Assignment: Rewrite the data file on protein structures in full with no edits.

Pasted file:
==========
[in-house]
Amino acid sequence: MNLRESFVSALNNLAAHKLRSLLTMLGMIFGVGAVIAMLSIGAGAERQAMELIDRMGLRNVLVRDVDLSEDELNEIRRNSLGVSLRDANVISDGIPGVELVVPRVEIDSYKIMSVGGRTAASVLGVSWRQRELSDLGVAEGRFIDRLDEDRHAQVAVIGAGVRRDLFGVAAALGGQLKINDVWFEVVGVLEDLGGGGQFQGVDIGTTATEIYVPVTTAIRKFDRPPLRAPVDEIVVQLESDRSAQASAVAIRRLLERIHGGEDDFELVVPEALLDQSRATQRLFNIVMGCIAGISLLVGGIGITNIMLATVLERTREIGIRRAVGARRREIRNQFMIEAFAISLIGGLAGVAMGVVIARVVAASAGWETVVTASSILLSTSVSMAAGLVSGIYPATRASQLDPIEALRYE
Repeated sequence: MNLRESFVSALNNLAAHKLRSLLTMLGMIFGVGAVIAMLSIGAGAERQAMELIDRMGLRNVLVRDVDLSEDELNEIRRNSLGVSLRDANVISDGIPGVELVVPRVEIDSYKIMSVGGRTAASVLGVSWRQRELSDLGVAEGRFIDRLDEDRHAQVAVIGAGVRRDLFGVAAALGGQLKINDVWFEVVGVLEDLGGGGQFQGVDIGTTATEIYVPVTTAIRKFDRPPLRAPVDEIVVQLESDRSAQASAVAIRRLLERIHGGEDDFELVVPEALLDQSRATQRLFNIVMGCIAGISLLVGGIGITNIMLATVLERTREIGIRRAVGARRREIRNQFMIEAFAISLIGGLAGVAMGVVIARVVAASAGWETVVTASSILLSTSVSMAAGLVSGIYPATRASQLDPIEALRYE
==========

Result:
[in-house]
Amino acid sequence: MNLRESFVSALNNLAAHKLRSLLTMLGMIFGVGAVIAMLSIGAGAERQAMELIDRMGLRNVLVRDVDLSEDELNEIRRNSLGVSLRDANVISDGIPGVELVVPRVEIDSYKIMSVGGRTAASVLGVSWRQRELSDLGVAEGRFIDRLDEDRHAQVAVIGAGVRRDLFGVAAALGGQLKINDVWFEVVGVLEDLGGGGQFQGVDIGTTATEIYVPVTTAIRKFDRPPLRAPVDEIVVQLESDRSAQASAVAIRRLLERIHGGEDDFELVVPEALLDQSRATQRLFNIVMGCIAGISLLVGGIGITNIMLATVLERTREIGIRRAVGARRREIRNQFMIEAFAISLIGGLAGVAMGVVIARVVAASAGWETVVTASSILLSTSVSMAAGLVSGIYPATRASQLDPIEALRYE
Repeated sequence: MNLRESFVSALNNLAAHKLRSLLTMLGMIFGVGAVIAMLSIGAGAERQAMELIDRMGLRNVLVRDVDLSEDELNEIRRNSLGVSLRDANVISDGIPGVELVVPRVEIDSYKIMSVGGRTAASVLGVSWRQRELSDLGVAEGRFIDRLDEDRHAQVAVIGAGVRRDLFGVAAALGGQLKINDVWFEVVGVLEDLGGGGQFQGVDIGTTATEIYVPVTTAIRKFDRPPLRAPVDEIVVQLESDRSAQASAVAIRRLLERIHGGEDDFELVVPEALLDQSRATQRLFNIVMGCIAGISLLVGGIGITNIMLATVLERTREIGIRRAVGARRREIRNQFMIEAFAISLIGGLAGVAMGVVIARVVAASAGWETVVTASSILLSTSVSMAAGLVSGIYPATRASQLDPIEALRYE